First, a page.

With a whole host of strategies that are available for the picking, the world has no shortage of muscle building strategies that can take you where you would like to go and achieve what you'd like to with your physique. However, with so much information comes the very real possibility of getting lost in it all.

"This guy claims his way is better."

"That coach has made a ground-breaking discovery."

"This guy is a champion so he must be right."

The fitness industry has become a cornucopia of information that, in reality, is actually quite a perplexing maze. As a result, it is quite easy for one to get caught up in following too many things at once and lose sight of principles that have shown consistent results for decades.

Therefore, we're going to have a look at 3 mistakes that you could be making as a result of trying too many things at once. Fix these and you're going to be well on your way to making those hard-sought-after gains.

1. Not Changing Up Your Rep Ranges

It's a well-documented fact (not conclusive, of course) that training with a rep range between 6 - 12 reps is optimal for muscle growth. This principle is taught in all major fitness courses around the country, put on almost every workout guide and plan and something every person who's gained a significant amount of muscle will tell you.

And why should it be any different? This rep range is where hypertrophy occurs, right?

Correct. But when you rigidly stick to the same patterns, you end up hitting a wall. That's inevitable.

Something every experienced lifter will tell you is that you have to get stronger to get bigger. There are no two ways around that. Maximal muscular development is built on a foundation of strength and this requires that you spend time training within that 1 - 5 rep range and develop your strength. Stronger muscles mean that you can create greater tension within that 6- 12 rep range and then set the stage for greater muscular growth.

On the flip side of that coin, higher rep work (15 - 20) reps help to increase the threshold at which lactic acid begins to accumulate. The problem with lactic acid is that beyond a certain point, it begins to hamper the muscle's ability to contract effectively which, in turn, affects how many reps you're able to perform. However, training in the higher rep range improves your muscle buffering capabilities and this allows for a delay in the lactic acid build-up. As a result, you develop a greater tolerance for higher volumes of work which is an important component for maximizing hypertrophy.

Whichever training program you choose to go with, make sure you include the full spectrum of loading ranges.

2. You’re Not Using Enough Volume

For the purposes of this section, we'll refer to the number of working sets one chooses to employ when training a certain muscle. There's a whole host of information out there claiming what set a range is optimal for muscular development. A lot of people even go so far as to say that 3 is the optimal set range and that anything beyond this is pointless.

One thing that research is clear about is that that multiple working sets are a must when trying to grow your muscles. The problem lies in the fact that even if you train using multiple sets per exercise, your training volume may still not be enough for the muscle you're choosing to work.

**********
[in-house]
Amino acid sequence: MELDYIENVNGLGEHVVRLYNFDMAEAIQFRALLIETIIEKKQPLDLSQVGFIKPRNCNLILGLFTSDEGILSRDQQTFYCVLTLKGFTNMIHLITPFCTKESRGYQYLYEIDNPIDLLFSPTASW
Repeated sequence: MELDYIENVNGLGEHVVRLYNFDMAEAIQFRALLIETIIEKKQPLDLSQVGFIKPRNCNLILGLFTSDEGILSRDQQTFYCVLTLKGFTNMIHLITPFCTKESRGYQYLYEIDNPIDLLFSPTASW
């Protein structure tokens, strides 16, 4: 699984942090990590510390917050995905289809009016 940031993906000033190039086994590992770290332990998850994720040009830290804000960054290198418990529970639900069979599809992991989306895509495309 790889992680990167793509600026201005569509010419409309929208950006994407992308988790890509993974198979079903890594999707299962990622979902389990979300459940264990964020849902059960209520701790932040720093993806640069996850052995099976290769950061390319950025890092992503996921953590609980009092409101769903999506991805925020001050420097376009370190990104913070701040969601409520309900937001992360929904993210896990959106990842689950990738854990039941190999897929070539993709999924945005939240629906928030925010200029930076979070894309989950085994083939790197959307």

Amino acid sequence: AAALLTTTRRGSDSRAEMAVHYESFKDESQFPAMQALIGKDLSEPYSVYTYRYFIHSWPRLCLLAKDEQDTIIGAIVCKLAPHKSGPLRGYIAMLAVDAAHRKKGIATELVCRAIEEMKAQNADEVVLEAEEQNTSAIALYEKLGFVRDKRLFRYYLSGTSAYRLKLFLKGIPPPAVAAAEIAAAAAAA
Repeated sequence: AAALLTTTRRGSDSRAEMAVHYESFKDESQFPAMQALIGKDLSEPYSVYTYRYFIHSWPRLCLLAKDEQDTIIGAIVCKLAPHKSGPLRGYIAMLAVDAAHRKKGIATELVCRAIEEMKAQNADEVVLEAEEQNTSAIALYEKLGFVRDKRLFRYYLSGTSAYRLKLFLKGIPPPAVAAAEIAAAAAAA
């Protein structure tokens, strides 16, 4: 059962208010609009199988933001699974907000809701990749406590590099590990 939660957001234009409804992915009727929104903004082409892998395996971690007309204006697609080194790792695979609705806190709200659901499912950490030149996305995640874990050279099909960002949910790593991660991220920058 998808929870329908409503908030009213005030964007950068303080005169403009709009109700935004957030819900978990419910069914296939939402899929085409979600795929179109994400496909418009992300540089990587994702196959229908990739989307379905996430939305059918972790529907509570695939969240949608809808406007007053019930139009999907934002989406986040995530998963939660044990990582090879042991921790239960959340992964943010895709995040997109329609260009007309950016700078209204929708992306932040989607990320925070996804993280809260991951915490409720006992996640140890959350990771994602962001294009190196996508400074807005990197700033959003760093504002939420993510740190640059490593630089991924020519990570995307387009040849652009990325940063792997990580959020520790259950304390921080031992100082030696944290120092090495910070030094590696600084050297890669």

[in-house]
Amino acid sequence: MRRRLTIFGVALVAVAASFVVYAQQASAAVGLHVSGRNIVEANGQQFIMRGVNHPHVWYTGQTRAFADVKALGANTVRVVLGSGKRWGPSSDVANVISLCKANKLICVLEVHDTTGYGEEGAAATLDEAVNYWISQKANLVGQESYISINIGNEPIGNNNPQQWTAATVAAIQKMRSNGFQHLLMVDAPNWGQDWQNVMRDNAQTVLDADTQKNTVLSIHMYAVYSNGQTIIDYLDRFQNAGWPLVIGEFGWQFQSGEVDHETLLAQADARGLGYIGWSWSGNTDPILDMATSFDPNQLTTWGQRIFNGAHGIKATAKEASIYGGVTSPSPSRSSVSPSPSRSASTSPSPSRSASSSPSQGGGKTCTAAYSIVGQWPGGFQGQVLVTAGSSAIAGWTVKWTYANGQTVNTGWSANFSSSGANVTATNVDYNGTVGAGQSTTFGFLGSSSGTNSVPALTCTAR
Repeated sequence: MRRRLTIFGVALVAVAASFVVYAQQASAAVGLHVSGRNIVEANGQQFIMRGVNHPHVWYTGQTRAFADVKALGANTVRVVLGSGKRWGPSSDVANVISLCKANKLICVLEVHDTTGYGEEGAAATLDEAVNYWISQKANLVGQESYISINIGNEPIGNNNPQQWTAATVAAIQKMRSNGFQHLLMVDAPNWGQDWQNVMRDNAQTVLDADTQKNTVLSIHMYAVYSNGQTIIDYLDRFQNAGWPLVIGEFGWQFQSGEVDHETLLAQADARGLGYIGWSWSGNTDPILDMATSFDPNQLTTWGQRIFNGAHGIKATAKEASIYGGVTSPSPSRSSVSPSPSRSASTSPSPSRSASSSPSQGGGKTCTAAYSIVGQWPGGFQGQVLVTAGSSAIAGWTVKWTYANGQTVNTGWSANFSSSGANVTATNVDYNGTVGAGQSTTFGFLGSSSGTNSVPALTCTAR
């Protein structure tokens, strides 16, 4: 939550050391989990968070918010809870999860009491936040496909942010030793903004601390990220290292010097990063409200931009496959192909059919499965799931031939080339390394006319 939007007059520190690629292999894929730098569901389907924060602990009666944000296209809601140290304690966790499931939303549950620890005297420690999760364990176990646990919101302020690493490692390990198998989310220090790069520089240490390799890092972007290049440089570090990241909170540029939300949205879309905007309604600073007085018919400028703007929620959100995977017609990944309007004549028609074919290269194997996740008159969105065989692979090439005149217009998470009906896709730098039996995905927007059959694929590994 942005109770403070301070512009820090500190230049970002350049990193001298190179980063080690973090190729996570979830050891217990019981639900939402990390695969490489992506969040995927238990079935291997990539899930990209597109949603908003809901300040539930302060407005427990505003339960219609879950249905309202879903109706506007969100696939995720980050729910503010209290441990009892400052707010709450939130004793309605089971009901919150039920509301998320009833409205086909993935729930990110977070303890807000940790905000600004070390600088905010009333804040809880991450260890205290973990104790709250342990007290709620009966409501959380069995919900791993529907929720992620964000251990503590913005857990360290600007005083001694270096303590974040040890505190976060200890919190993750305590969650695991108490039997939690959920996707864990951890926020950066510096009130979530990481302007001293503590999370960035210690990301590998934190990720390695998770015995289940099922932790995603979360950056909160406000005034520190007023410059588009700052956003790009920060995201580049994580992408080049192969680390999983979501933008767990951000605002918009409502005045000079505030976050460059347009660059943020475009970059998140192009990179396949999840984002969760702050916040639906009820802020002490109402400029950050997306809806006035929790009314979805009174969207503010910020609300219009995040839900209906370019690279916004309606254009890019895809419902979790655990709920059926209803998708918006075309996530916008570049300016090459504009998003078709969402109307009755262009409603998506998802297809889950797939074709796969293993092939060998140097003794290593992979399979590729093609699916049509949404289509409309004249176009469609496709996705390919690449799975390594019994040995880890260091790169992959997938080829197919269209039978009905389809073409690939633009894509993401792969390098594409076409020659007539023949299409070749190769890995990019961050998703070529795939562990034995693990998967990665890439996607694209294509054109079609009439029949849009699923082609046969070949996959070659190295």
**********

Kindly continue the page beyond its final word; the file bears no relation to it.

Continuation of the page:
A key factor one must take into consideration when choosing the number sets to work with is the size of the muscle. Obviously, a muscle group like back or legs would need a much greater training volume vs, for example, arms (which already get a lot of auxiliary work when training big muscle groups).

One more factor to consider is your training split. According to Brad Schoenfeld PhD, "The composition of your split will influence training daily volume (a 3-day split allows for a greater volume per muscle group compared with a 2-day split). Accordingly, training volume is best determined on a weekly basis as opposed to a single session."

Just keep in mind to periodize your training. In other words, if you go high volume for weeks on end without changing it up to something that's a little slow or lower in intensity, you could suffer the effects of overtraining. So be mindful when selecting your training strategy.

 3. You’re Aiming for Too Many Things at Once

Everyone who lifts doesn't just want to get big. They want to get lean as well. And yes, when you're first starting out, this is a very possible result when it comes to your training. However, once you've passed that initial phase, any veteran lifter will tell that such results are a thing of the past. The reality after that is you need to make a choice: either focus on building or focus on cutting. You can't do both.

You have to realise that when trying to combine both goals and achieve them simultaneously, you get in the way of all the processes that drive anabolism. According to Brad Schoenfeld PhD, “This is consistent with the AMPK-PKB switch hypothesis, which suggests that endurance and strength-related exercise activate and suppress distinct genes and signaling pathways, and these pathways have conflicting actions.” In other words, actions geared towards shredding and building result in conflicting signals being sent.

Now that’s not to say that when you’re building, don’t do cardio. Cardio is a vital component of any healthy individual. What you shouldn’t be doing is an hour on the treadmill while trying to build. A safe bet would be that anything beyond 20 minutes is a no-go when trying to build up.

The take-home message is this: If you’re going to focus on gains, focus on gains. If you’re going to focus on shreds, then focus on shreds.

We hope this clears up a few uncertainties that you may have had. Adhere to these three principles and you'll be well on your way to achieving the physique you want without too much information and indecision getting in the way.

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